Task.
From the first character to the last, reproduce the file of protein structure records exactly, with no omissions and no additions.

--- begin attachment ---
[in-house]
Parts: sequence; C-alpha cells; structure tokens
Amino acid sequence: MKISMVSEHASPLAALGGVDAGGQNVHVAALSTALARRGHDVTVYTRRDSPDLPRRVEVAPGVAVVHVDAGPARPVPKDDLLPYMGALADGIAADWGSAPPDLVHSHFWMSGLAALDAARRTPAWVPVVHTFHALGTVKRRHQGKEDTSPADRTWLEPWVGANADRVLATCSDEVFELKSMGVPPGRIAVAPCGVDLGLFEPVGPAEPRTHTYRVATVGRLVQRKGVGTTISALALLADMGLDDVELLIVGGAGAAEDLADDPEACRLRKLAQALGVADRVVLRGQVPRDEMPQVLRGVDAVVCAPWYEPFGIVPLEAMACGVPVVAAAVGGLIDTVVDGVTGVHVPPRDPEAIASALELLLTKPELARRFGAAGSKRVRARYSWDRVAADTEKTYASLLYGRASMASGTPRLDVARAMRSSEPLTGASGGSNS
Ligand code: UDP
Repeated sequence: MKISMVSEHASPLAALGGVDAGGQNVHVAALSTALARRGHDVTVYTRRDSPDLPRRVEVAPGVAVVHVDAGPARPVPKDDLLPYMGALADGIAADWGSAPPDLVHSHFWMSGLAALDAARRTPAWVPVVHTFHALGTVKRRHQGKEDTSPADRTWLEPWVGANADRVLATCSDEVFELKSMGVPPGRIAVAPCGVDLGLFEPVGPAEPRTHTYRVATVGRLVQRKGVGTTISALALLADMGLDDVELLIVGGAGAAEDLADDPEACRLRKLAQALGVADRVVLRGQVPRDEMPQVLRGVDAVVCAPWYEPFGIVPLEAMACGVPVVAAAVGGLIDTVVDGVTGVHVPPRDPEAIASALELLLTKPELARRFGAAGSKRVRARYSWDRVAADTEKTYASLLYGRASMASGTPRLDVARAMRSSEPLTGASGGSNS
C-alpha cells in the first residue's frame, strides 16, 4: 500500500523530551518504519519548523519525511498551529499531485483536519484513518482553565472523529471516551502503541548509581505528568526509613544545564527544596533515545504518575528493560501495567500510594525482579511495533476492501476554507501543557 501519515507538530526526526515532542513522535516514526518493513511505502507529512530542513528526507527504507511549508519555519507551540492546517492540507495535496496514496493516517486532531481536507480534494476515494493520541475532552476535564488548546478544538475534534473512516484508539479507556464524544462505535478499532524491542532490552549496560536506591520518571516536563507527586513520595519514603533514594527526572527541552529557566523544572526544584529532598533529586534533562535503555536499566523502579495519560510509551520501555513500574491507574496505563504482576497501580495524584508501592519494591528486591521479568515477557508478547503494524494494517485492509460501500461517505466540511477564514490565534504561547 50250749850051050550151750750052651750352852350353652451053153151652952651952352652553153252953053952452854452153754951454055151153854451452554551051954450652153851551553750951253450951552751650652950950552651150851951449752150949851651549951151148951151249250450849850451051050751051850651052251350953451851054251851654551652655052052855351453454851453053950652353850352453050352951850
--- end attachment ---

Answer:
[in-house]
Parts: sequence; C-alpha cells; structure tokens
Amino acid sequence: MKISMVSEHASPLAALGGVDAGGQNVHVAALSTALARRGHDVTVYTRRDSPDLPRRVEVAPGVAVVHVDAGPARPVPKDDLLPYMGALADGIAADWGSAPPDLVHSHFWMSGLAALDAARRTPAWVPVVHTFHALGTVKRRHQGKEDTSPADRTWLEPWVGANADRVLATCSDEVFELKSMGVPPGRIAVAPCGVDLGLFEPVGPAEPRTHTYRVATVGRLVQRKGVGTTISALALLADMGLDDVELLIVGGAGAAEDLADDPEACRLRKLAQALGVADRVVLRGQVPRDEMPQVLRGVDAVVCAPWYEPFGIVPLEAMACGVPVVAAAVGGLIDTVVDGVTGVHVPPRDPEAIASALELLLTKPELARRFGAAGSKRVRARYSWDRVAADTEKTYASLLYGRASMASGTPRLDVARAMRSSEPLTGASGGSNS
Ligand code: UDP
Repeated sequence: MKISMVSEHASPLAALGGVDAGGQNVHVAALSTALARRGHDVTVYTRRDSPDLPRRVEVAPGVAVVHVDAGPARPVPKDDLLPYMGALADGIAADWGSAPPDLVHSHFWMSGLAALDAARRTPAWVPVVHTFHALGTVKRRHQGKEDTSPADRTWLEPWVGANADRVLATCSDEVFELKSMGVPPGRIAVAPCGVDLGLFEPVGPAEPRTHTYRVATVGRLVQRKGVGTTISALALLADMGLDDVELLIVGGAGAAEDLADDPEACRLRKLAQALGVADRVVLRGQVPRDEMPQVLRGVDAVVCAPWYEPFGIVPLEAMACGVPVVAAAVGGLIDTVVDGVTGVHVPPRDPEAIASALELLLTKPELARRFGAAGSKRVRARYSWDRVAADTEKTYASLLYGRASMASGTPRLDVARAMRSSEPLTGASGGSNS
C-alpha cells in the first residue's frame, strides 16, 4: 500500500523530551518504519519548523519525511498551529499531485483536519484513518482553565472523529471516551502503541548509581505528568526509613544545564527544596533515545504518575528493560501495567500510594525482579511495533476492501476554507501543557 501519515507538530526526526515532542513522535516514526518493513511505502507529512530542513528526507527504507511549508519555519507551540492546517492540507495535496496514496493516517486532531481536507480534494476515494493520541475532552476535564488548546478544538475534534473512516484508539479507556464524544462505535478499532524491542532490552549496560536506591520518571516536563507527586513520595519514603533514594527526572527541552529557566523544572526544584529532598533529586534533562535503555536499566523502579495519560510509551520501555513500574491507574496505563504482576497501580495524584508501592519494591528486591521479568515477557508478547503494524494494517485492509460501500461517505466540511477564514490565534504561547 50250749850051050550151750750052651750352852350353652451053153151652952651952352652553153252953053952452854452153754951454055151153854451452554551051954450652153851551553750951253450951552751650652950950552651150851951449752150949851651549951151148951151249250450849850451051050751051850651052251350953451851054251851654551652655052052855351453454851453053950652353850352453050352951850